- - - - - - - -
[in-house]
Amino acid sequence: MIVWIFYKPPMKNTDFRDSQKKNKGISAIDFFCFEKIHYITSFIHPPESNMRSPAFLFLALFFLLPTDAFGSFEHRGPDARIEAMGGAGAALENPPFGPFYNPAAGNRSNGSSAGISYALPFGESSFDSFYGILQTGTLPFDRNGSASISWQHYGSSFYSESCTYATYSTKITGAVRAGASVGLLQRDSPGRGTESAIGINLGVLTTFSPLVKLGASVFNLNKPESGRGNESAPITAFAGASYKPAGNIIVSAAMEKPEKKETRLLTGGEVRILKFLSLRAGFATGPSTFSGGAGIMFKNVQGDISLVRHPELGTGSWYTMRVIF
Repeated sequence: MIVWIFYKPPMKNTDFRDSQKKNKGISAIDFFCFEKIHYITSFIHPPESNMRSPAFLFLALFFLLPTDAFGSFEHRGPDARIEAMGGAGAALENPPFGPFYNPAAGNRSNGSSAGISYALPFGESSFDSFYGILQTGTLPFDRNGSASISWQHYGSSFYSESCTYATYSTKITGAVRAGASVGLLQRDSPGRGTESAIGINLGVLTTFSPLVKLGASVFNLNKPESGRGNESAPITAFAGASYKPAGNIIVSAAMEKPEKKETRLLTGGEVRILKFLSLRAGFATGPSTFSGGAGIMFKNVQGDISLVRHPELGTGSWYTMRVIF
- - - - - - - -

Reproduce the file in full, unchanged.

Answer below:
[in-house]
Amino acid sequence: MIVWIFYKPPMKNTDFRDSQKKNKGISAIDFFCFEKIHYITSFIHPPESNMRSPAFLFLALFFLLPTDAFGSFEHRGPDARIEAMGGAGAALENPPFGPFYNPAAGNRSNGSSAGISYALPFGESSFDSFYGILQTGTLPFDRNGSASISWQHYGSSFYSESCTYATYSTKITGAVRAGASVGLLQRDSPGRGTESAIGINLGVLTTFSPLVKLGASVFNLNKPESGRGNESAPITAFAGASYKPAGNIIVSAAMEKPEKKETRLLTGGEVRILKFLSLRAGFATGPSTFSGGAGIMFKNVQGDISLVRHPELGTGSWYTMRVIF
Repeated sequence: MIVWIFYKPPMKNTDFRDSQKKNKGISAIDFFCFEKIHYITSFIHPPESNMRSPAFLFLALFFLLPTDAFGSFEHRGPDARIEAMGGAGAALENPPFGPFYNPAAGNRSNGSSAGISYALPFGESSFDSFYGILQTGTLPFDRNGSASISWQHYGSSFYSESCTYATYSTKITGAVRAGASVGLLQRDSPGRGTESAIGINLGVLTTFSPLVKLGASVFNLNKPESGRGNESAPITAFAGASYKPAGNIIVSAAMEKPEKKETRLLTGGEVRILKFLSLRAGFATGPSTFSGGAGIMFKNVQGDISLVRHPELGTGSWYTMRVIF